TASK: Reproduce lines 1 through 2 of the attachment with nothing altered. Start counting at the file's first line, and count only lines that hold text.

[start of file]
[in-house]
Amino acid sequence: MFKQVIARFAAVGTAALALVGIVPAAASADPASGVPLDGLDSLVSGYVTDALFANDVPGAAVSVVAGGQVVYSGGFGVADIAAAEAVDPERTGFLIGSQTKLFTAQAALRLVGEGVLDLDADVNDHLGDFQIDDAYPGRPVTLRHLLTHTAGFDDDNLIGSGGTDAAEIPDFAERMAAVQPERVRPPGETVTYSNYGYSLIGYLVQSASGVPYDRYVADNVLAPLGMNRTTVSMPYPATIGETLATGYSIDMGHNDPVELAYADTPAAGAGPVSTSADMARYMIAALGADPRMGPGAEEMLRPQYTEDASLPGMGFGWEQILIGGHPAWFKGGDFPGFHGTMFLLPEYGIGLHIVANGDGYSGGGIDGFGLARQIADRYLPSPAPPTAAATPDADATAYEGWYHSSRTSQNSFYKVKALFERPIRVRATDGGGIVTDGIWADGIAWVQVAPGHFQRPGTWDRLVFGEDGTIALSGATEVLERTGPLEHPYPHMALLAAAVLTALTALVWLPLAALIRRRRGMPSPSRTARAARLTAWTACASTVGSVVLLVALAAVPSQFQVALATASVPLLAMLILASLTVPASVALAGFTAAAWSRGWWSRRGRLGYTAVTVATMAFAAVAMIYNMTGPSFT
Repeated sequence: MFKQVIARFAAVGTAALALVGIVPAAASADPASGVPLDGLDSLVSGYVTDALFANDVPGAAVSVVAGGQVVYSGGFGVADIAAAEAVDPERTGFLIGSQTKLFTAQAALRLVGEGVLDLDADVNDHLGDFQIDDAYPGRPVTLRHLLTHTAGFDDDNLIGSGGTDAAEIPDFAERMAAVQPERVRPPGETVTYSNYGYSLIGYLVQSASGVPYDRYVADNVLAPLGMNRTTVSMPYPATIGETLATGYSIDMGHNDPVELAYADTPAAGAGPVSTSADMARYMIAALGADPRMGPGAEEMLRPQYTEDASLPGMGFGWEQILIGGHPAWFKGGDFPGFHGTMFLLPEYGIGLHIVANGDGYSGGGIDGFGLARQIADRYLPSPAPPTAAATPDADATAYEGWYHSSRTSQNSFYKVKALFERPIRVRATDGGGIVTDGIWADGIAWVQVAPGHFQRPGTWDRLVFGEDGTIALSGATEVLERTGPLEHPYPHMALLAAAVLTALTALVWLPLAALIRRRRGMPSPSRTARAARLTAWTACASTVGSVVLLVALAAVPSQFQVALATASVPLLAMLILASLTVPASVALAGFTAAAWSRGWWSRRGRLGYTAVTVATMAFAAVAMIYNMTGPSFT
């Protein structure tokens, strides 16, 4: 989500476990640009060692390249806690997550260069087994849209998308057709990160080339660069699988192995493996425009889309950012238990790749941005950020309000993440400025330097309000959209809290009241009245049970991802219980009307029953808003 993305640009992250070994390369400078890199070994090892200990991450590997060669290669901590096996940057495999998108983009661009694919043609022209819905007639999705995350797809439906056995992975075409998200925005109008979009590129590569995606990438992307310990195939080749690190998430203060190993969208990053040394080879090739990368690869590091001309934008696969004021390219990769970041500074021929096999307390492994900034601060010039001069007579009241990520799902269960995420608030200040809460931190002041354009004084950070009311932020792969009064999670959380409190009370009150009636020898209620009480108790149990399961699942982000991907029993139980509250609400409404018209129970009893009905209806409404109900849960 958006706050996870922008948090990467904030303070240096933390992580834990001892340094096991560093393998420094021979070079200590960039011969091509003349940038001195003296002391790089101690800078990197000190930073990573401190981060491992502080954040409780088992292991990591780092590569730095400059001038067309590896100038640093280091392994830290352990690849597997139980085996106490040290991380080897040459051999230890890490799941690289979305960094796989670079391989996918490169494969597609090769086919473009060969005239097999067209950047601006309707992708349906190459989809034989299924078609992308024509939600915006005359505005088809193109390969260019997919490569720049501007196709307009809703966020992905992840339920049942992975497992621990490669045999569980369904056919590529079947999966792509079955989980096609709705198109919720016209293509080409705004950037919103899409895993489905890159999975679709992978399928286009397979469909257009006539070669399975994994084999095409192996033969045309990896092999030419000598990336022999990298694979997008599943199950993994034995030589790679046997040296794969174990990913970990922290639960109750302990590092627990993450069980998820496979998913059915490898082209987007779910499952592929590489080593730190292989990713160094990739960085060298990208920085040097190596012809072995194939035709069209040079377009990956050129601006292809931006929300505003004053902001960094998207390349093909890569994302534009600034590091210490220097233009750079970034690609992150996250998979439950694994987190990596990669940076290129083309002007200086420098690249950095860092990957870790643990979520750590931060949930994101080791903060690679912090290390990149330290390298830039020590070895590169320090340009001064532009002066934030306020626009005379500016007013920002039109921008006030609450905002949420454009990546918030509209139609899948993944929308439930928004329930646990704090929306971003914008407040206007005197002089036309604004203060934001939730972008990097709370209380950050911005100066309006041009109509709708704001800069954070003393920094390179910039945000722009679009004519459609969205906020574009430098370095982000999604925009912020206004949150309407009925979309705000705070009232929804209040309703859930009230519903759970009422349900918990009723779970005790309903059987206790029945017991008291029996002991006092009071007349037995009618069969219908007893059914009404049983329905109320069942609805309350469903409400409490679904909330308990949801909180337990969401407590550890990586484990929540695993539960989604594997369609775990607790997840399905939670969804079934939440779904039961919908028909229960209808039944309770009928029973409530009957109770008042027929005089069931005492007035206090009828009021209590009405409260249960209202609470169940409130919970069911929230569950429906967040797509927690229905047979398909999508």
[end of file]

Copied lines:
[in-house]
Amino acid sequence: MFKQVIARFAAVGTAALALVGIVPAAASADPASGVPLDGLDSLVSGYVTDALFANDVPGAAVSVVAGGQVVYSGGFGVADIAAAEAVDPERTGFLIGSQTKLFTAQAALRLVGEGVLDLDADVNDHLGDFQIDDAYPGRPVTLRHLLTHTAGFDDDNLIGSGGTDAAEIPDFAERMAAVQPERVRPPGETVTYSNYGYSLIGYLVQSASGVPYDRYVADNVLAPLGMNRTTVSMPYPATIGETLATGYSIDMGHNDPVELAYADTPAAGAGPVSTSADMARYMIAALGADPRMGPGAEEMLRPQYTEDASLPGMGFGWEQILIGGHPAWFKGGDFPGFHGTMFLLPEYGIGLHIVANGDGYSGGGIDGFGLARQIADRYLPSPAPPTAAATPDADATAYEGWYHSSRTSQNSFYKVKALFERPIRVRATDGGGIVTDGIWADGIAWVQVAPGHFQRPGTWDRLVFGEDGTIALSGATEVLERTGPLEHPYPHMALLAAAVLTALTALVWLPLAALIRRRRGMPSPSRTARAARLTAWTACASTVGSVVLLVALAAVPSQFQVALATASVPLLAMLILASLTVPASVALAGFTAAAWSRGWWSRRGRLGYTAVTVATMAFAAVAMIYNMTGPSFT